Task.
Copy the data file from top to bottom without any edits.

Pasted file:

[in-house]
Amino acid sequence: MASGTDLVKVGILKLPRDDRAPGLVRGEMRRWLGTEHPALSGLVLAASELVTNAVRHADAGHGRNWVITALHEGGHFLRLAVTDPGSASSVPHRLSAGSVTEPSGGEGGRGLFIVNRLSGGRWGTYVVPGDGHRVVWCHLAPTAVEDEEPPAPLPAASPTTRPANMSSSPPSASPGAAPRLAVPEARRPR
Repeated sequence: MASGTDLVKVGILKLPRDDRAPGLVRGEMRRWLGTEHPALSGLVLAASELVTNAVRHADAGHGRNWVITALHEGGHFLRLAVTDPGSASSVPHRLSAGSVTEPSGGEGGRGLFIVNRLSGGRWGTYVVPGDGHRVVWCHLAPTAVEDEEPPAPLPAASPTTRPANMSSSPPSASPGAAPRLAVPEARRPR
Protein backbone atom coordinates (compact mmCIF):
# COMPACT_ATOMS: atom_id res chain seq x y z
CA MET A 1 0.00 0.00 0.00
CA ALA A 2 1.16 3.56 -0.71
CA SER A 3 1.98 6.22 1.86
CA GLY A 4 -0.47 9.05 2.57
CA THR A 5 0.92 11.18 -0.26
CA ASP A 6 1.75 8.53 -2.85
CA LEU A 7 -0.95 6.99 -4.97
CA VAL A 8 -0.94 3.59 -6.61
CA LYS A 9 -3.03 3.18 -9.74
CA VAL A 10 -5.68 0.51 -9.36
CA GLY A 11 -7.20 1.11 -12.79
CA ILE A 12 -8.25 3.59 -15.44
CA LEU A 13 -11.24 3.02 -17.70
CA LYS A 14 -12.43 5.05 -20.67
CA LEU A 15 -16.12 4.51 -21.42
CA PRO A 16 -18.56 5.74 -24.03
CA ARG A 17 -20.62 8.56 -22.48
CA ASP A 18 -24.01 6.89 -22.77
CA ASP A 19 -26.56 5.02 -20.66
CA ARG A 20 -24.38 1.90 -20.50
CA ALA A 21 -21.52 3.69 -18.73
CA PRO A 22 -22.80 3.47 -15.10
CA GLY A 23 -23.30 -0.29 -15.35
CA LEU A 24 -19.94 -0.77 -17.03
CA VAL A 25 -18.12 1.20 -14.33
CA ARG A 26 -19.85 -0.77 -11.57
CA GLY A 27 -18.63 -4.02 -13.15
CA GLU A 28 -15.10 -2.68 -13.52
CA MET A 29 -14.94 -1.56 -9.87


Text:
[in-house]
Amino acid sequence: MASGTDLVKVGILKLPRDDRAPGLVRGEMRRWLGTEHPALSGLVLAASELVTNAVRHADAGHGRNWVITALHEGGHFLRLAVTDPGSASSVPHRLSAGSVTEPSGGEGGRGLFIVNRLSGGRWGTYVVPGDGHRVVWCHLAPTAVEDEEPPAPLPAASPTTRPANMSSSPPSASPGAAPRLAVPEARRPR
Repeated sequence: MASGTDLVKVGILKLPRDDRAPGLVRGEMRRWLGTEHPALSGLVLAASELVTNAVRHADAGHGRNWVITALHEGGHFLRLAVTDPGSASSVPHRLSAGSVTEPSGGEGGRGLFIVNRLSGGRWGTYVVPGDGHRVVWCHLAPTAVEDEEPPAPLPAASPTTRPANMSSSPPSASPGAAPRLAVPEARRPR
Protein backbone atom coordinates (compact mmCIF):
# COMPACT_ATOMS: atom_id res chain seq x y z
CA MET A 1 0.00 0.00 0.00
CA ALA A 2 1.16 3.56 -0.71
CA SER A 3 1.98 6.22 1.86
CA GLY A 4 -0.47 9.05 2.57
CA THR A 5 0.92 11.18 -0.26
CA ASP A 6 1.75 8.53 -2.85
CA LEU A 7 -0.95 6.99 -4.97
CA VAL A 8 -0.94 3.59 -6.61
CA LYS A 9 -3.03 3.18 -9.74
CA VAL A 10 -5.68 0.51 -9.36
CA GLY A 11 -7.20 1.11 -12.79
CA ILE A 12 -8.25 3.59 -15.44
CA LEU A 13 -11.24 3.02 -17.70
CA LYS A 14 -12.43 5.05 -20.67
CA LEU A 15 -16.12 4.51 -21.42
CA PRO A 16 -18.56 5.74 -24.03
CA ARG A 17 -20.62 8.56 -22.48
CA ASP A 18 -24.01 6.89 -22.77
CA ASP A 19 -26.56 5.02 -20.66
CA ARG A 20 -24.38 1.90 -20.50
CA ALA A 21 -21.52 3.69 -18.73
CA PRO A 22 -22.80 3.47 -15.10
CA GLY A 23 -23.30 -0.29 -15.35
CA LEU A 24 -19.94 -0.77 -17.03
CA VAL A 25 -18.12 1.20 -14.33
CA ARG A 26 -19.85 -0.77 -11.57
CA GLY A 27 -18.63 -4.02 -13.15
CA GLU A 28 -15.10 -2.68 -13.52
CA MET A 29 -14.94 -1.56 -9.87